• Allow access to all URLs except the ones you block—Use the blacklist to prevent users from visiting certain websites, while allowing them access to the rest of the web.
  • Block access to all URLs except the ones you allow—Use the blacklist to block access to all URLs. Then, use the whitelist to allow access to a limited list of URLs.
  • Define exceptions to very restrictive blacklists—Use the blacklist to block access to all URLs. Then, use the whitelist to let users access certain schemes, subdomains of other domains, ports, or specific paths.

If the URL load fails, we cancel the channel with NS_ERROR_BLOCKED_BY_POLICY

Right now we do this by modifying the httprequest, but this is preventing blocking of local files.

(In reply to Mike Kaply [:mkaply] from comment #8)

Ehsan:

So the goal here is to add simple blacklist/whitelist filtering based on a MatchPattern (toolkit/components/extensions/MatchPattern.cpp)

This match pattern is defined in enterprise policies (Services.policies) including protocols like file, etc.

https://searchfox.org/mozilla-central/source/browser/components/enterprisepolicies/Policies.jsm#1474

The whitelist and blacklist work in tandem:

  • Allow access to all URLs except the ones you block—Use the blacklist to prevent users from visiting certain websites, while allowing them access to the rest of the web.
  • Block access to all URLs except the ones you allow—Use the blacklist to block access to all URLs. Then, use the whitelist to allow access to a limited list of URLs.
  • Define exceptions to very restrictive blacklists—Use the blacklist to block access to all URLs. Then, use the whitelist to let users access certain schemes, subdomains of other domains, ports, or specific paths.

This is the part where you need a more precise condition for. "All URLs" doesn't mean much when you're looking at all Necko channels, which is what you'll get by hooking into nsBaseChannel. As you've seen we load all resources, even the ones required by the system, through channels. So you need to decide what exact set of loads you care about (see the previous comment).

BTW here I'm explicitly hoping that you're not asking me to figure this out. :-) I think I can help answer any questions you may have but I currently can't devote enough time here to think about all of the possible use cases for blocking things that you may or may not want to support, and I'm really unfamiliar with the actual use cases that enterprise deployments have around this stuff.

If the URL load fails, we cancel the channel with NS_ERROR_BLOCKED_BY_POLICY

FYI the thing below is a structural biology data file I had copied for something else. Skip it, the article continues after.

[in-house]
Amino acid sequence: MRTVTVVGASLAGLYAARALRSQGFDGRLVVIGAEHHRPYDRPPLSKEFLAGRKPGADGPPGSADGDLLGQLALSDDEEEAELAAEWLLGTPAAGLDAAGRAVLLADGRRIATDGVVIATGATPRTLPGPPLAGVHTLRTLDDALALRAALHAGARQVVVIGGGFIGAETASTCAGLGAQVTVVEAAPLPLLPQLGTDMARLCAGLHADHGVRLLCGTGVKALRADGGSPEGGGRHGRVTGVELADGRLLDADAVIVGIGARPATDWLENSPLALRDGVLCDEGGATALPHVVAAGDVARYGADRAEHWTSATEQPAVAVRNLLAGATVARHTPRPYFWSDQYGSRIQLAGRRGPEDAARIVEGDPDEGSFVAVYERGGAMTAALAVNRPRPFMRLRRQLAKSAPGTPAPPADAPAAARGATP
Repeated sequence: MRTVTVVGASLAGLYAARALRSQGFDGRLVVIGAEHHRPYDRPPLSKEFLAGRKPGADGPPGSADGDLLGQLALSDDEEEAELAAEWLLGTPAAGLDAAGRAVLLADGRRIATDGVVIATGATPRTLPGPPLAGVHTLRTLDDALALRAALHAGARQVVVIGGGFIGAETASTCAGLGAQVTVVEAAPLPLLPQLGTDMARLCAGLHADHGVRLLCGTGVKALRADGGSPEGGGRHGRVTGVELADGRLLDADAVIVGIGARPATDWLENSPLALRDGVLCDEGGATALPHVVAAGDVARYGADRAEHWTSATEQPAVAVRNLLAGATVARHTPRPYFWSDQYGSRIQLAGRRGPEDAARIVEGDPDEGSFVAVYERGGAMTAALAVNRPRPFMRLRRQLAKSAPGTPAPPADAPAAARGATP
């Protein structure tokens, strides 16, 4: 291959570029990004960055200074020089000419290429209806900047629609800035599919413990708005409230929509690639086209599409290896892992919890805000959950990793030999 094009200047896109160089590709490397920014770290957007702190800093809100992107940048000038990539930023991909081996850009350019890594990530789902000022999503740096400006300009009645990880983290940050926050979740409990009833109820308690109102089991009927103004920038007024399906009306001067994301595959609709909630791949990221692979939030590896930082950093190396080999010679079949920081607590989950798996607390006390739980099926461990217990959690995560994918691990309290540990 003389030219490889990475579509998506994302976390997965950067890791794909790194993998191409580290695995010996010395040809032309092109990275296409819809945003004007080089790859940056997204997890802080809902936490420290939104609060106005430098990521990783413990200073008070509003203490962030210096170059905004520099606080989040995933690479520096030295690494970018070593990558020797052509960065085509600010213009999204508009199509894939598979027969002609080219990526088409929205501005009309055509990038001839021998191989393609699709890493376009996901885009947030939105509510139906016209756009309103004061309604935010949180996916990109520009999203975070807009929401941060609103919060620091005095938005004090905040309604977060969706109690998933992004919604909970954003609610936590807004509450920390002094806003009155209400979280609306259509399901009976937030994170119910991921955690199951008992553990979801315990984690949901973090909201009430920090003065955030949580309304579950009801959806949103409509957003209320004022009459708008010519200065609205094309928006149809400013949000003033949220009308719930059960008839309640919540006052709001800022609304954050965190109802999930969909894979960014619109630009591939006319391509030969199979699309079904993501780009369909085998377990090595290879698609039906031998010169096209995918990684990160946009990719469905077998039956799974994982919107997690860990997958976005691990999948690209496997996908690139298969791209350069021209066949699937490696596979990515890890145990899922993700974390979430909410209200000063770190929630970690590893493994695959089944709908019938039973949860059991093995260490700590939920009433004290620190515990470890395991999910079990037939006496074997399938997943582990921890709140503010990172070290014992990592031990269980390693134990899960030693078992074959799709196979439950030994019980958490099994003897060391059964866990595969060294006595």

Right now we do this by modifying the httprequest, but this is preventing blocking of local files.

Please note that the only change here is that your new approach is looking at more channel types. Your current solution for example, as far as I can tell, still allows blocking the loads of HTTP channels loaded for system purposes (e.g. "http://detectportal.firefox.com" which we use for captive portal detection). It's not clear to me if that is desirable or not...

It just happens that we don't use HTTP channels to load things like resources for browser UI, JSMs and what not, so now you're seeing more of this problem.

BTW here I'm explicitly hoping that you're not asking me to figure this out. :-)

Definitely not. I want to learn and figure it out :).

All this information has been super helpful. I have some ideas on how to do this. Thanks!

No problem! Let me know if I can help further. :-)

So I'm making some progress understanding how to block URLs, but file URLs are baffling me.

Even though file URLs seem to come through nsBaseChannel::ClassifyURI and nsChannelClassifier::StartInternal, they can't actually be cancelled (mChannel->Cancel(NS_ERROR_BLOCKED_BY_POLICY) has no effect).

Is there some other place where I can cancel local file channels? I don't see anything obvious in FileChannel*.cpp

Is it because file URLs are somehow sync versus async maybe?

Calling Cancel() should work whether or not the channel has been opened synchronously. It is indeed how the channel classifier cancels channels when it finds e.g. a phishing channel. Maybe the problem is somewhere else, for example with asynchronously opened channels you need to pause them first if you're going to do some async work before determining whether or not you'd like to call Cancel(), and if you don't you should resume (see how nsChannelClassifier does this.) If that's not the issue perhaps looking at the Necko logs and/or what happens when Cancel() is called under the debugger can tell you more about why it doesn't work.